Hellraisers Journal: Eugene Debs for the Appeal to Reason: Calls Goldfield Report “an exceptional document.”

The people will ultimately see that
socialism is their only hope
-Eugene Victor Debs

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Hellraisers Journal, Wednesday January 29, 1908
From the Appeal to Reason: Eugene Debs on the Goldfield Report

From the Appeal of January 25, 1908:

DEBS AT THE WHITE HOUSE
—–
Interviews President and Arranges for
Congressional Action on Suppressed
Goldfield Report
-Washington News Service Established.
—–

BY EUGENE V. DEBS.
Staff Correspondent Appeal to Reason.
—–

EVD, Roosevelt, Goldfield, AtR, Jan 25, 1908

Washington, Jan. 17.-Arrangements have been completed here for a special news service, and a weekly letter to the Appeal by a correspondent whose reports of the proceedings in congress will be made from the Socialist point of view. The Washington column will therefore contain matter which does not find its way into capitalistic newspapers, and will be a feature of special interest to Appeal readers.

It is generally understood here that there is to be no legislation of any account by the present session of congress. Measures of little or no consequence have been introduced for no other purpose than to consume time between now and the approaching national conventions of the two old parties. Labor legislation is urgently demanded as usual by committees representing trade unions, but all such efforts will as in the past be barren of results.

It is note-worthy, however, that the labor committee of the house of representatives finds it necessary to explain publicly why it is unable to meet the demands of organized labor. Representative Gardner of New Jersey, who is chairman of the labor committee, and who today had a talk with President Roosevelt, is quoted as saying “Just how to steer a middle course between the demands of capital and the demands of labor is going to be the hardest kind of a problem.” The capitalists are crying: “Riot, revolution and anarchy.” The labor people are shouting: “Monopoly, oppression and tyrants.”

I have just had a talk with the President about the Goldfield troubles, and the report made by the special commission he sent to Nevada. That report has been asked for by the house, and I suppose will in due time reach us. It was printed in part about a week ago, but thus far we have not received anything officially from the president about the matter.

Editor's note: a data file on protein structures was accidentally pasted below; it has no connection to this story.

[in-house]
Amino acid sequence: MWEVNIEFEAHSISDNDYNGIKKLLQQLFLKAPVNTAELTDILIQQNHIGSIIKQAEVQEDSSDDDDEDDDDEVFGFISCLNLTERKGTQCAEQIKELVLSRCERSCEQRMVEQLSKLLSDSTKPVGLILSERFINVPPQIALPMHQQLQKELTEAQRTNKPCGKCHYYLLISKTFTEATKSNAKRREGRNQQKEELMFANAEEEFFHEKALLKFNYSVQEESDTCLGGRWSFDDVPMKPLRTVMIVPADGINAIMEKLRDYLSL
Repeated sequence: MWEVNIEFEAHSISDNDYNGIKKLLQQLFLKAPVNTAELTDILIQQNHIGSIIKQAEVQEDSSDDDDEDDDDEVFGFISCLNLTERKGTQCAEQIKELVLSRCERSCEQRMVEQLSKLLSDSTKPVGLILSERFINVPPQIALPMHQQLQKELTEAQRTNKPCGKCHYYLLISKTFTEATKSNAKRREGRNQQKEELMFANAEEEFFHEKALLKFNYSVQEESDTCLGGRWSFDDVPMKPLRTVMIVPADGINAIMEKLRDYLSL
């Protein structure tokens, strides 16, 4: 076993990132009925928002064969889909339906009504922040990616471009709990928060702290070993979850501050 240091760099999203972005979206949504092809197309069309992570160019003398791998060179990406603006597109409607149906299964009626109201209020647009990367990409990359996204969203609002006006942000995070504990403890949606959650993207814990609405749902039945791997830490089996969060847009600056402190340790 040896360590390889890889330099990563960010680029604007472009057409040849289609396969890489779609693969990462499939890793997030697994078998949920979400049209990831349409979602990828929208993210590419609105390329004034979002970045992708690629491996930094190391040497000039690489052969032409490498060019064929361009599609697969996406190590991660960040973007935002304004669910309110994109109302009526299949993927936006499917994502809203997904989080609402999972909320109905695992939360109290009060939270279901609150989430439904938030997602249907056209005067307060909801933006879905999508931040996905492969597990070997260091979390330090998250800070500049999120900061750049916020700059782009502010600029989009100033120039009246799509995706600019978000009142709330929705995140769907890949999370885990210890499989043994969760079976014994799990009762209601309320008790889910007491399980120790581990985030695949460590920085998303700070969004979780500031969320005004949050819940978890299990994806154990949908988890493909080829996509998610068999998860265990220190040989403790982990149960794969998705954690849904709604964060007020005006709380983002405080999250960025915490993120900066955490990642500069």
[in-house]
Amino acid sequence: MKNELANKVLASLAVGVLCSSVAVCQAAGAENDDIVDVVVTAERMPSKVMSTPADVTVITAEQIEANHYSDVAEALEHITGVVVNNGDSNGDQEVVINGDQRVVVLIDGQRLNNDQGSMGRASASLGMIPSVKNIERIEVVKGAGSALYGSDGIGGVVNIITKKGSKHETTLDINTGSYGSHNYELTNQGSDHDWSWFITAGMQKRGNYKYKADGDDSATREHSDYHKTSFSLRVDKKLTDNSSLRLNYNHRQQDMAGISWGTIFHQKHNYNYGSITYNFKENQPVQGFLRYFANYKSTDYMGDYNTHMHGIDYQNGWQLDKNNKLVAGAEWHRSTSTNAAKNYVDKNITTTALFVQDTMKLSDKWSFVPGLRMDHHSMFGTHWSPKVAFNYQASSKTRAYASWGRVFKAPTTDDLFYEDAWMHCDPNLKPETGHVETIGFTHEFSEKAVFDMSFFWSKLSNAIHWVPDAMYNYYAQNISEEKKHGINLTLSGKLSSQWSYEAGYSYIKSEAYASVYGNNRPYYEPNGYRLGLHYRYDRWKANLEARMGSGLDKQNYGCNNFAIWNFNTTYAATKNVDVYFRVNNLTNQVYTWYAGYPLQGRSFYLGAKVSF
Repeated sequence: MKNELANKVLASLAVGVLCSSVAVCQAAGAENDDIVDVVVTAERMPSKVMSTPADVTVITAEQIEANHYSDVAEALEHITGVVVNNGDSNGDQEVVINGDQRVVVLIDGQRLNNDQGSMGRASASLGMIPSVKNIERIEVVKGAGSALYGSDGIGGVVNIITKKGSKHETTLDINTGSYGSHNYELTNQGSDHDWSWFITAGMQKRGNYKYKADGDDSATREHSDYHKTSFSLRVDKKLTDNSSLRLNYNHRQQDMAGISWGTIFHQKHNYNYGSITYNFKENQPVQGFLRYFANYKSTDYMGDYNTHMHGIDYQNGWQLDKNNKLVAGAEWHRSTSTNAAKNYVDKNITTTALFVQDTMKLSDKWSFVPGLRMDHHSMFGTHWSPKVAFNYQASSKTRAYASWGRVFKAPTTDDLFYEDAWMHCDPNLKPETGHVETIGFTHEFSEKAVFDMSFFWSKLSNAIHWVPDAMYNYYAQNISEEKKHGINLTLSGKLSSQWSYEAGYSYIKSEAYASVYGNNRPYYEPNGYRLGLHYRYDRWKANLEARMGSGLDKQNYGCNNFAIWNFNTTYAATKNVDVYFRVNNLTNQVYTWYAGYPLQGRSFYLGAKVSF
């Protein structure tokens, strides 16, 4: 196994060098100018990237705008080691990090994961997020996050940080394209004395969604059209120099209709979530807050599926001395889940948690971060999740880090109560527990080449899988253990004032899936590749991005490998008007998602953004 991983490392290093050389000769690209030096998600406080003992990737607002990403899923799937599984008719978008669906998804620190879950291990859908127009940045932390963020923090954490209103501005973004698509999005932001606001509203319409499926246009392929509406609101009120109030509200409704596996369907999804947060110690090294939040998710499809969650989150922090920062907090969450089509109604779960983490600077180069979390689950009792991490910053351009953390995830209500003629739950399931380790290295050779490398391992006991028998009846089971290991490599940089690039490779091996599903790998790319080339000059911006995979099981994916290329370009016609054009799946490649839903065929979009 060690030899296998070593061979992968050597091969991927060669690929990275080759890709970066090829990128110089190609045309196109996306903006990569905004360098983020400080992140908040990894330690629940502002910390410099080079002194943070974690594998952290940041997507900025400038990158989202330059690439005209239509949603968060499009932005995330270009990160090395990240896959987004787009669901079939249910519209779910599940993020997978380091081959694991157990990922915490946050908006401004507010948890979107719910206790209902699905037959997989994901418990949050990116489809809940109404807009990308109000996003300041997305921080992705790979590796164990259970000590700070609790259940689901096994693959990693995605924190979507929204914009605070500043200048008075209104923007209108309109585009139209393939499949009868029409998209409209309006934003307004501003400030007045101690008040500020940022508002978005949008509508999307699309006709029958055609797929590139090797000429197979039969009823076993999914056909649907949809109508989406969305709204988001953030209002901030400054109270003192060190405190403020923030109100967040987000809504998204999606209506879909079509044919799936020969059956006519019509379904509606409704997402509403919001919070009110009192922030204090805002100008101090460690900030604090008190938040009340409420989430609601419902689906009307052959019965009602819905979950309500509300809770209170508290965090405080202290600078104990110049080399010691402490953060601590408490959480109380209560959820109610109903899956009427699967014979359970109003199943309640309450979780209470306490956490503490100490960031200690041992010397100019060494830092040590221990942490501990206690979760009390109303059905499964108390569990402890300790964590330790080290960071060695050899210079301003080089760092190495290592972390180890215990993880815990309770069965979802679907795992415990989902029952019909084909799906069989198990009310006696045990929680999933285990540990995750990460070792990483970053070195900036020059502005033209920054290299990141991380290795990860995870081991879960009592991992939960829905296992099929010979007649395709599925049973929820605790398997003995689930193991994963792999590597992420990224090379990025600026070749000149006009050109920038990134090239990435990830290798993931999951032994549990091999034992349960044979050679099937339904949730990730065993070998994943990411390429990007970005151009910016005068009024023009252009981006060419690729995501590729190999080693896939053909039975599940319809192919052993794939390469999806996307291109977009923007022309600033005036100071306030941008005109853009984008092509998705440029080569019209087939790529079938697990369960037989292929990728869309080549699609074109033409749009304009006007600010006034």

In connection with this statement of Chairman Gardner, it should be said that it is pretty generally understood that the report of the Nevada commission is not to be printed and made available for general circulation. It is not the kind of a document that generally reaches the masses. It is quite certain that if it were as favorable to the mine owners as it is to the miners it would already have been issued and very widely distributed through the channels provided for that purpose. The capitalist press, as a rule, has been silent with regard to this report. Only a brief paragraph or two of this vital document has been given publicity by the daily press. This is all the more significant since the appointment of the commission created such widespread interest, and its report was awaited with such eager anticipation by both capital and labor.

The report of the commission, which deals especially with the question of sending the federal troops to Goldfield, is certainly an exceptional document, and the candor with which that inexcusable act is exposed is in the highest degree commendable. Among those who know him well commissioner Neill is given credit for being honest and fearless in the discharge of his official duties; of course he does not view the Goldfield situation from the Socialist standpoint, but after being on the ground and conducting an impartial and thorough investigation, he and his fellow commissioners arrived at the conclusion that there was no excuse for federal intervention; that the troops should not have been called for or sent to Goldfield, and they reported frankly to that effect and fixed the responsibility where it properly belongs.